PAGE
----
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Language Sciences

Volume 32, Issue 6, November 2010, Pages 594-601

New Englishes and the native speaker debate

Author links open overlay panelRajendMesthrie []Get rights and content


In this paper I examine arguments for and against the concept of the native speaker in linguistics. My focus is mainly on new varieties of English that have stabilized in parts of the former British Empire, with main exemplification from Indian English and its bilingual speakers as well three varieties that have undergone or are undergoing language shift. I examine the ideas of critics who dispute the idea (from different perspectives) that English is merely a second language in India (Kachru, 1983, Singh, 1998). I use their ideas and formulations to ascertain what kinds of evidence are most appropriate to the debate over “nativeness”. I propose that formal linguistic criteria (e.g. those proposed for L1s by Chambers (2003) and for L2s by Kortmann and Szmrecsanyi (2004)) are less relevant than issues pertaining to fluency, control and prestige. In this regard, I chart the continuing rise of Indian English into what I believe is the expanding group of Standard Englishes of the world.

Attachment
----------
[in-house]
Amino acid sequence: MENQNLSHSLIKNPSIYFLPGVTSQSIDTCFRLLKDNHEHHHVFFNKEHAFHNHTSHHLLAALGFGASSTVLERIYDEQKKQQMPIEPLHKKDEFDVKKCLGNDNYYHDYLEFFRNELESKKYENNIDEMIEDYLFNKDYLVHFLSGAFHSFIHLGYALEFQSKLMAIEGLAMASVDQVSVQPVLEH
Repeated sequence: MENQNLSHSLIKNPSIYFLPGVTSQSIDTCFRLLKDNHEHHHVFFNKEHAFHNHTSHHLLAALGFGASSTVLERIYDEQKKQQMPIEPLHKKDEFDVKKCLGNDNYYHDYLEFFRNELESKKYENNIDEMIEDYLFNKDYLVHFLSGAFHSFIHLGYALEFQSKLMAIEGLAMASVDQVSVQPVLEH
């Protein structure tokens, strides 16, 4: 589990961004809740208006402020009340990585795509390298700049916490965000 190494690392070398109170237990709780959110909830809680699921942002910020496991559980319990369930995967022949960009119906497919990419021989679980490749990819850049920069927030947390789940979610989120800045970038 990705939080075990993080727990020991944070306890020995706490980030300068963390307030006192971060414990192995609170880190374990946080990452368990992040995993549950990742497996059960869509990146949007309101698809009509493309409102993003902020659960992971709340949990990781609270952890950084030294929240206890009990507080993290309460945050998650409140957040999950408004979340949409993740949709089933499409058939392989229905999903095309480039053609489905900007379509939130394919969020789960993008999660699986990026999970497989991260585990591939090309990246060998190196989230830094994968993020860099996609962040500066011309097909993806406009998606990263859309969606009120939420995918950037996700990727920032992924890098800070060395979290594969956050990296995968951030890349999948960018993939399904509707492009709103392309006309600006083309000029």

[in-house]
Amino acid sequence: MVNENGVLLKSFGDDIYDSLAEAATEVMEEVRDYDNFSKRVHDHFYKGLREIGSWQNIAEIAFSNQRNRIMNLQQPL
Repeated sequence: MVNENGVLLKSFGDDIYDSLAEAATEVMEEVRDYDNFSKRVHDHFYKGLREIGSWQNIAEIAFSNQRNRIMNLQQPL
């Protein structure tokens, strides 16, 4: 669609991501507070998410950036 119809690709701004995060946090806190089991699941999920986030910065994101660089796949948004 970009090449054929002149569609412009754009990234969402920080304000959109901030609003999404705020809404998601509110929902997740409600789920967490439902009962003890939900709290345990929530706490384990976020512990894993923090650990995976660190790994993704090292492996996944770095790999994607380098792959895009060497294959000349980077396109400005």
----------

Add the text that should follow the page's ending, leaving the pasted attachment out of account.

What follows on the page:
Research highlights

► Structural criteria as evidence for ‘nativeness’ are not totally adequate. ► Language shift provides a better window into the flexible limits of nativeness. ► Elite bilingualism also shows the problematic nature of defining the native speaker as a monolingual person. ► An elite variety of Indian English is perhaps the first “New English” to enter the circle of Standard Englishes of the world, whilst emerging from a fully multilingual context.


New Englishes Native speaker Indian English Language shift Elite bilingualism Copyright © 2010 Elsevier Ltd. All rights reserved.

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